I’ve always loved the stories about how our current interaction paradigm was invented by Alan Kay and friends over at Xerox Parc, as recounted in books like Dealers of Lightning or the excellent Tools for Thought; or in papers like Alan Kay’s classic on the history of Smalltalk. The people exploring new ways to interact with computers look to me as the heirs of this tradition. I find also pretty interesting to try and imagine how on earth they’re implementing this new stuff, and would love to hear about the languages and environments they use.

Admittedly, the tricks i’m about to show you have, at first sight, no direct application to our work as programmers, but hey, you know what Hertz thought of his experiments on electromagnetic waves, don’t you?

Yeah, right, i’d better stop talking and show you the cool stuff. The first video (hat tip the Cynical-C Blog) makes true the dream of any physics teacher:

This beauty comes from MIT, but there are already commercial versions (including a free lite version) available from Pintar Media.

I found the second video i want to show you while reading about a ‘Minority Report’ interface created for US military (interesting on its own, by the way). It shows another ‘analogue’ input device called Blue Eye, a kind of universal photocopier (and part of the Visual Interaction Platform):

Blue Eye (WMV video)

OK. Probably more useful to designers than to programmers, but funny anyway, and perhaps a glimpse of the kind of devices we’ll be programming in the not so far future. A challenging prospect, don’t you think so?

Prolog programming contests

From a recent post over at comp.lang.prolog:

We are pleased to announce that the book ‘The First 10 Prolog Programming Contests’ can now be downloaded from here. This book contains the (slightly reworked) questions of the first 10 Prolog programming contests, together with an answer for each question. The solutions can also be downloaded from the above webpage.

Hardcopies of this book are still available, and can be obtained by sending an e-mail to bmd at cs dot kuleuven dot be.

Bart Demoen, Phuong-Lan Nguyen, Tom Schrijvers, Remko Troncon

And, just to whet your appetite, this is a quote from the book’s preface:

Programming is enormously fun. Fun was indeed our main motivation for starting the series of Prolog Programming Contests in 1994. Ask anybody who ever participated in a Prolog Programming Contest: they loved it! There is a thrill in trying to solve five problems in two hours, crammed in a small room filled with ten or more sweaty teams doing the same. And there is a great satisfaction, unmatched by any other daytime scheduled conference event, when the attempt is even partially successful.

A good place to get started in Prolog is the comp.lang.prolog FAQ. Or, for schemers, solving the problems using kanren (or even micro-kanren) sounds like a lot of fun.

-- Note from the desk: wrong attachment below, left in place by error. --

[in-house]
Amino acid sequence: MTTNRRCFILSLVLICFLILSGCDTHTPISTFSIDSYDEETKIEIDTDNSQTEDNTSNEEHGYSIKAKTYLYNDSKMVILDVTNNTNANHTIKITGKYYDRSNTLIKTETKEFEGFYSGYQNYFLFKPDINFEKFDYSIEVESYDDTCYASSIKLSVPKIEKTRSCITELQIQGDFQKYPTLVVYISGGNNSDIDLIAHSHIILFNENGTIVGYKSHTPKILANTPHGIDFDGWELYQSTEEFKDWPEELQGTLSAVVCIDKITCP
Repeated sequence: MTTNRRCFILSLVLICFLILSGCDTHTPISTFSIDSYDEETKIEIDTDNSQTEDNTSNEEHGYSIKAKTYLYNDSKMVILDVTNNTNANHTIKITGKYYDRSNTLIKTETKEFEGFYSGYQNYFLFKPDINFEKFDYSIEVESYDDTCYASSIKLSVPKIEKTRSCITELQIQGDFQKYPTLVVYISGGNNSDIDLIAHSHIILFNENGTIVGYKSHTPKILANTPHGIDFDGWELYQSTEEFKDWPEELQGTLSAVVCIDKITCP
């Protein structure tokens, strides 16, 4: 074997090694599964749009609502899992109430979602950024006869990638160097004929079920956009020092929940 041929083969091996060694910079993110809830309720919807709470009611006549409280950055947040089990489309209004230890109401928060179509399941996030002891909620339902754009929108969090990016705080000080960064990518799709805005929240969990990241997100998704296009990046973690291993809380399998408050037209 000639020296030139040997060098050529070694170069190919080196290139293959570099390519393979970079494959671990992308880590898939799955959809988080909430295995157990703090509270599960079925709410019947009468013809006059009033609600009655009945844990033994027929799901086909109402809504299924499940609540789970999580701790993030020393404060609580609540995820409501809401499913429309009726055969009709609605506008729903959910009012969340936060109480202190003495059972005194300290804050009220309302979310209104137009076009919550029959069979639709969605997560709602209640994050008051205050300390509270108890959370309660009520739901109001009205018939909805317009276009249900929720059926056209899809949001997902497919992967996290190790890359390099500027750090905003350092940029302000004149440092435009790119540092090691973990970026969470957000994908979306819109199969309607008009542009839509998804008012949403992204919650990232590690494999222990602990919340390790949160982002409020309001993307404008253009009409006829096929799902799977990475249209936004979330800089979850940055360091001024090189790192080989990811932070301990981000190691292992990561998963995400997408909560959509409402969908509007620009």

A Haskell bookshelf

My favourite scheme implementation is scheme48, which takes its name from its being initially implemented in 48 hours by Richard Kelsey and Jonathan Rees in August 1986. They used Common Lisp on a Symbolics 3600 and Maclisp on a PDP-10.

Now, thanks to Jonathan Tang’s tutorial, you can write yourself a scheme in 48 hours, but using Haskell instead of Lisp. The tutorial is intended as an introduction to Haskell for Schemers (and (brave) programmers in general) wanting to get started in the purest member of the functional family. And it is extremely fun, for instead of following the boring language features overview way, it plunges right on in interesting, hands-on stuff like parser combinators (one of the most beautiful applications of Haskell, if you ask me) or monads. The lessons include exercises, so that you have really no excuse for not learning Haskell once and for all. Believe me, it’s good for your (mental) health.

If you’re totally new to Haskell and find the pace of Jonathan’s tutorial a bit hard to follow, you may start with a tour of the Haskell syntax and the Hitchikers’ guide to Haskell, after making sure, of course, that you have your towel at hand. As for me, well i’ve been planning to learn Haskell for some years now and, since i happen to love books, i have accumulated a little (but selected) Haskell library, together with a sort of learning roadmap that, unfortunately, i have yet to complete. Just in case the above links whetted your appetite and you happen to have more time than i do, here you have my bookworm guide to Haskell enlightenment.

The little Haskeller

There are many introductory Haskell books, but i was (at the time i started learning) keen of those providing also a good basis on functional programming (which was a totally new world for me at the time). Therefore, my first Haskell book, and still a wholehearted recommendation, was Richard Bird and Philip Wadler‘s Introduction to Functional Programming Using Haskell, one of the most elegant books on programming i’ve ever read.

One of the nicest things about writing Haskell code is that it’s the closest one can probably get to writing pure maths while programming. Thus, learning Haskell is an excellent way to learn more about maths and logic. If that sounds to you like doubling the fun (and you’re not yet a math wizard), The Haskell Road to Logic, Maths and Programming (see also this extensive review (PDF)) by Jan van Eijck and Kees Doets is definitely the book for you. Its purpose is to teach logic and mathematical reasoning in practice, and to connect logical reasoning with Haskell programming. And, in my opinion, it does a pretty good job at that. Although it begins with the very basics, it includes chapters on far from trivial (i.e., fun!) stuff like, for instace, corecursion or Cantor sets. And i found amazing how natural it was to express logical and mathematical ideas in Haskell.